Storing & using flammables & hazardous liquids
Safety and fire protection engineers are well aware of the hazardous properties of flammables. While detailed and comprehensive programs exist to ensure their safe storage and use, even excellent safety programs suffer if there isn’t a periodic survey to make certain that correct procedures are being followed and proper protective equipment is being used.
Conducting such a survey need not be difficult, time-consuming or expensive. The “Quik Chek” system is a simple and quick reference plan to generate awareness, at a very basic level, of the most common safety issues related to flammable and hazardous liquids storage and use.
It begins by determining where your flammable liquids are received, stored and used and then visiting these areas.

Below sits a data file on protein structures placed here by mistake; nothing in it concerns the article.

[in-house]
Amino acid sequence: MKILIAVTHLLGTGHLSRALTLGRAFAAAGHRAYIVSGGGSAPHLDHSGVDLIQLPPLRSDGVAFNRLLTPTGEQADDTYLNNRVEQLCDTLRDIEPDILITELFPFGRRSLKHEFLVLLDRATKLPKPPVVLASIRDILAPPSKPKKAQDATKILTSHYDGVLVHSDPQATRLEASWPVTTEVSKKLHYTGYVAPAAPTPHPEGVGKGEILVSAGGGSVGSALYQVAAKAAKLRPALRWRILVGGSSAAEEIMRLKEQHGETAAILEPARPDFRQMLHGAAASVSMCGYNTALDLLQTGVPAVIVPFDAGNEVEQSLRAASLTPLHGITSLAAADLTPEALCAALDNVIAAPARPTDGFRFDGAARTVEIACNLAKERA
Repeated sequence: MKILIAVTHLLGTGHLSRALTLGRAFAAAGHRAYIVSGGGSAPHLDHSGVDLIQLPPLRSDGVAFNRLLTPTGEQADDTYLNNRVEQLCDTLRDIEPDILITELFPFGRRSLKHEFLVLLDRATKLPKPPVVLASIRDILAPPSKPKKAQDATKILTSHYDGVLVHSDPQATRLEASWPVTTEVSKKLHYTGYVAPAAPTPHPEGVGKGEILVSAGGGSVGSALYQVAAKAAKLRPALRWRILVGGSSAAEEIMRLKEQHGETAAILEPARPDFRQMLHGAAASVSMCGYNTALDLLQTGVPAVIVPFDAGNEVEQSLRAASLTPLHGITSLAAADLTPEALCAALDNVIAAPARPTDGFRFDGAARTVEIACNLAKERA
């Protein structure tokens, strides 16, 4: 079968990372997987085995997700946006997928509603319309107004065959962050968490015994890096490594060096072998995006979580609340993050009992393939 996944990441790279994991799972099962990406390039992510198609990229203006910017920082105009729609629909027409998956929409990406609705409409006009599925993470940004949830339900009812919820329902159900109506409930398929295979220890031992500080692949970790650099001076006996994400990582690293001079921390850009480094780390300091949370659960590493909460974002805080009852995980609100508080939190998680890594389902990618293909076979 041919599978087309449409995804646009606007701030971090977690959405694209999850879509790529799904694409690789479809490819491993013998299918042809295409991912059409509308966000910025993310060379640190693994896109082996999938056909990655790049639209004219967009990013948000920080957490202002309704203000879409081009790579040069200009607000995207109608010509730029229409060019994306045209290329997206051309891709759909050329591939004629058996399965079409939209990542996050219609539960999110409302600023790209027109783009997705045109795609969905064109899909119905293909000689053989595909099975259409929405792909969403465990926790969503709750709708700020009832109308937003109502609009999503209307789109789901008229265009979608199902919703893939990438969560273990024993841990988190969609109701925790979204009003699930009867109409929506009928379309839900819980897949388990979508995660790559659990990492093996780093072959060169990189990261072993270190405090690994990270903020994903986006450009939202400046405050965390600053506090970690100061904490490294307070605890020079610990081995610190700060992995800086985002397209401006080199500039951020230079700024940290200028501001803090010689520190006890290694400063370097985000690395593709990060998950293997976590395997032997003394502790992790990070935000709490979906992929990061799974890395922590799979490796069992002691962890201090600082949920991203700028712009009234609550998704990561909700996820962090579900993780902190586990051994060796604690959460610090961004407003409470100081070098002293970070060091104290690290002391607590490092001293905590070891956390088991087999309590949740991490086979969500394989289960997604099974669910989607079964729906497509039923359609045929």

“Quik Chek” your flammable liquid cabinets - do the doors latch properly? If not, you are faced with a code violation and must replace the cabinets. Have holes been drilled into the cabinet? Has a padlock hasp been added? Have screws been attached? If so, you have not only created unsafe conditions, but the modifications have voided the cabinet’s FM certification, requiring it to be removed from service and replaced.
Are unapproved cans and liquids stacked on or around the cabinet? If so, you need additional storage cabinets as well as safety cans. Where are your metal and plastic drums? “Chek” them-are they sitting directly on the floor or on wooden transport pallets? Are they sitting open without lids? If you answered “yes” to one of these questions, you are in violation of EPA regulations. The solution: spill centers, spill containment pallets and approved drum lids.